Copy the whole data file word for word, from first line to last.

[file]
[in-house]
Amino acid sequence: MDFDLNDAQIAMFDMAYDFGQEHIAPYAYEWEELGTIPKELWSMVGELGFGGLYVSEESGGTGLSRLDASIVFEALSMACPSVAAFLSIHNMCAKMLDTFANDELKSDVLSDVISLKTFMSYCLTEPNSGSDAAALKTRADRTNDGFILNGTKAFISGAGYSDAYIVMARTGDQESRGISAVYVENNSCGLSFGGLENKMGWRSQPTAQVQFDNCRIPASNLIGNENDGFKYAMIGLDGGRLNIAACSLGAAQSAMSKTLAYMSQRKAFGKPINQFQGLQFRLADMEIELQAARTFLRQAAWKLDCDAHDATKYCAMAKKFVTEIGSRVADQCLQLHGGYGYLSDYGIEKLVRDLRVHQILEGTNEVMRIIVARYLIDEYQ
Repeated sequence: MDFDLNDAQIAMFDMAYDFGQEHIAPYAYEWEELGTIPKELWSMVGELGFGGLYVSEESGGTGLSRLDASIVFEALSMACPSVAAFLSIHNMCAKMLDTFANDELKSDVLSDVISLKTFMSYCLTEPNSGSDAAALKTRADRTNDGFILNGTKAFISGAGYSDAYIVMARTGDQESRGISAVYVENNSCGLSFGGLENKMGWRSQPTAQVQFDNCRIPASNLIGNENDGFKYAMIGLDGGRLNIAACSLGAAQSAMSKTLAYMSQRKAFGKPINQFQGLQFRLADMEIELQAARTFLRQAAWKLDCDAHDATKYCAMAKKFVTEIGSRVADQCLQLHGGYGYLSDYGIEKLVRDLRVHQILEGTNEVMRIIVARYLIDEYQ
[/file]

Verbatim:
[in-house]
Amino acid sequence: MDFDLNDAQIAMFDMAYDFGQEHIAPYAYEWEELGTIPKELWSMVGELGFGGLYVSEESGGTGLSRLDASIVFEALSMACPSVAAFLSIHNMCAKMLDTFANDELKSDVLSDVISLKTFMSYCLTEPNSGSDAAALKTRADRTNDGFILNGTKAFISGAGYSDAYIVMARTGDQESRGISAVYVENNSCGLSFGGLENKMGWRSQPTAQVQFDNCRIPASNLIGNENDGFKYAMIGLDGGRLNIAACSLGAAQSAMSKTLAYMSQRKAFGKPINQFQGLQFRLADMEIELQAARTFLRQAAWKLDCDAHDATKYCAMAKKFVTEIGSRVADQCLQLHGGYGYLSDYGIEKLVRDLRVHQILEGTNEVMRIIVARYLIDEYQ
Repeated sequence: MDFDLNDAQIAMFDMAYDFGQEHIAPYAYEWEELGTIPKELWSMVGELGFGGLYVSEESGGTGLSRLDASIVFEALSMACPSVAAFLSIHNMCAKMLDTFANDELKSDVLSDVISLKTFMSYCLTEPNSGSDAAALKTRADRTNDGFILNGTKAFISGAGYSDAYIVMARTGDQESRGISAVYVENNSCGLSFGGLENKMGWRSQPTAQVQFDNCRIPASNLIGNENDGFKYAMIGLDGGRLNIAACSLGAAQSAMSKTLAYMSQRKAFGKPINQFQGLQFRLADMEIELQAARTFLRQAAWKLDCDAHDATKYCAMAKKFVTEIGSRVADQCLQLHGGYGYLSDYGIEKLVRDLRVHQILEGTNEVMRIIVARYLIDEYQ